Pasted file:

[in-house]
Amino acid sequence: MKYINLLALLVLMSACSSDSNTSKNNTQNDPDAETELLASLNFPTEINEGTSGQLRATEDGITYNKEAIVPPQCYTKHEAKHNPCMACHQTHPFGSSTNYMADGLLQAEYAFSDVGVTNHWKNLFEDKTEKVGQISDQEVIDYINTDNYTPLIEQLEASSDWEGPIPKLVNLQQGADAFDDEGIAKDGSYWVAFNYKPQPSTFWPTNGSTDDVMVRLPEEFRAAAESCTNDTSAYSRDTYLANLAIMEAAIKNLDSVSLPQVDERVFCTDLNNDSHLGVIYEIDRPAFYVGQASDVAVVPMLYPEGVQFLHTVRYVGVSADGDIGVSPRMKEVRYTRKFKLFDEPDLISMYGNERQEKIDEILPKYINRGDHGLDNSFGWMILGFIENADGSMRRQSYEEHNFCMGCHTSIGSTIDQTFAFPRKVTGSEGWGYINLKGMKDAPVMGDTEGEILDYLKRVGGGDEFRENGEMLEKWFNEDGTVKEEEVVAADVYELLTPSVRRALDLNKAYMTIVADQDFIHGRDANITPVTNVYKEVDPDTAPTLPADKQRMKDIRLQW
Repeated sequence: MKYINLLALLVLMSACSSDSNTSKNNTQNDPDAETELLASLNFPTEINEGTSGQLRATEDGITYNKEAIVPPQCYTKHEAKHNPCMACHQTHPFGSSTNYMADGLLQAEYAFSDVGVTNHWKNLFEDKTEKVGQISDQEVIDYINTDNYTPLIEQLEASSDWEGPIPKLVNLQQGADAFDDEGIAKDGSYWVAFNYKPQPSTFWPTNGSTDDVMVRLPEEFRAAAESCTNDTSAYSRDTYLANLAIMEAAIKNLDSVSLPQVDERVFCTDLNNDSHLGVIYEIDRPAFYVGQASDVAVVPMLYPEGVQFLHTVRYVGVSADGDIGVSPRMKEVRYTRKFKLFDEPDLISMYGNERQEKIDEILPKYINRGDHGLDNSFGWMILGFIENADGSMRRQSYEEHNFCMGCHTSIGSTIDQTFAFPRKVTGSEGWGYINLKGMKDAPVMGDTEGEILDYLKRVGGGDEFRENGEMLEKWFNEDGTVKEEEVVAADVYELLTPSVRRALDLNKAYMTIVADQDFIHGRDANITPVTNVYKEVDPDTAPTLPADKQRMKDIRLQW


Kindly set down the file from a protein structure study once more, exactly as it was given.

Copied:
[in-house]
Amino acid sequence: MKYINLLALLVLMSACSSDSNTSKNNTQNDPDAETELLASLNFPTEINEGTSGQLRATEDGITYNKEAIVPPQCYTKHEAKHNPCMACHQTHPFGSSTNYMADGLLQAEYAFSDVGVTNHWKNLFEDKTEKVGQISDQEVIDYINTDNYTPLIEQLEASSDWEGPIPKLVNLQQGADAFDDEGIAKDGSYWVAFNYKPQPSTFWPTNGSTDDVMVRLPEEFRAAAESCTNDTSAYSRDTYLANLAIMEAAIKNLDSVSLPQVDERVFCTDLNNDSHLGVIYEIDRPAFYVGQASDVAVVPMLYPEGVQFLHTVRYVGVSADGDIGVSPRMKEVRYTRKFKLFDEPDLISMYGNERQEKIDEILPKYINRGDHGLDNSFGWMILGFIENADGSMRRQSYEEHNFCMGCHTSIGSTIDQTFAFPRKVTGSEGWGYINLKGMKDAPVMGDTEGEILDYLKRVGGGDEFRENGEMLEKWFNEDGTVKEEEVVAADVYELLTPSVRRALDLNKAYMTIVADQDFIHGRDANITPVTNVYKEVDPDTAPTLPADKQRMKDIRLQW
Repeated sequence: MKYINLLALLVLMSACSSDSNTSKNNTQNDPDAETELLASLNFPTEINEGTSGQLRATEDGITYNKEAIVPPQCYTKHEAKHNPCMACHQTHPFGSSTNYMADGLLQAEYAFSDVGVTNHWKNLFEDKTEKVGQISDQEVIDYINTDNYTPLIEQLEASSDWEGPIPKLVNLQQGADAFDDEGIAKDGSYWVAFNYKPQPSTFWPTNGSTDDVMVRLPEEFRAAAESCTNDTSAYSRDTYLANLAIMEAAIKNLDSVSLPQVDERVFCTDLNNDSHLGVIYEIDRPAFYVGQASDVAVVPMLYPEGVQFLHTVRYVGVSADGDIGVSPRMKEVRYTRKFKLFDEPDLISMYGNERQEKIDEILPKYINRGDHGLDNSFGWMILGFIENADGSMRRQSYEEHNFCMGCHTSIGSTIDQTFAFPRKVTGSEGWGYINLKGMKDAPVMGDTEGEILDYLKRVGGGDEFRENGEMLEKWFNEDGTVKEEEVVAADVYELLTPSVRRALDLNKAYMTIVADQDFIHGRDANITPVTNVYKEVDPDTAPTLPADKQRMKDIRLQW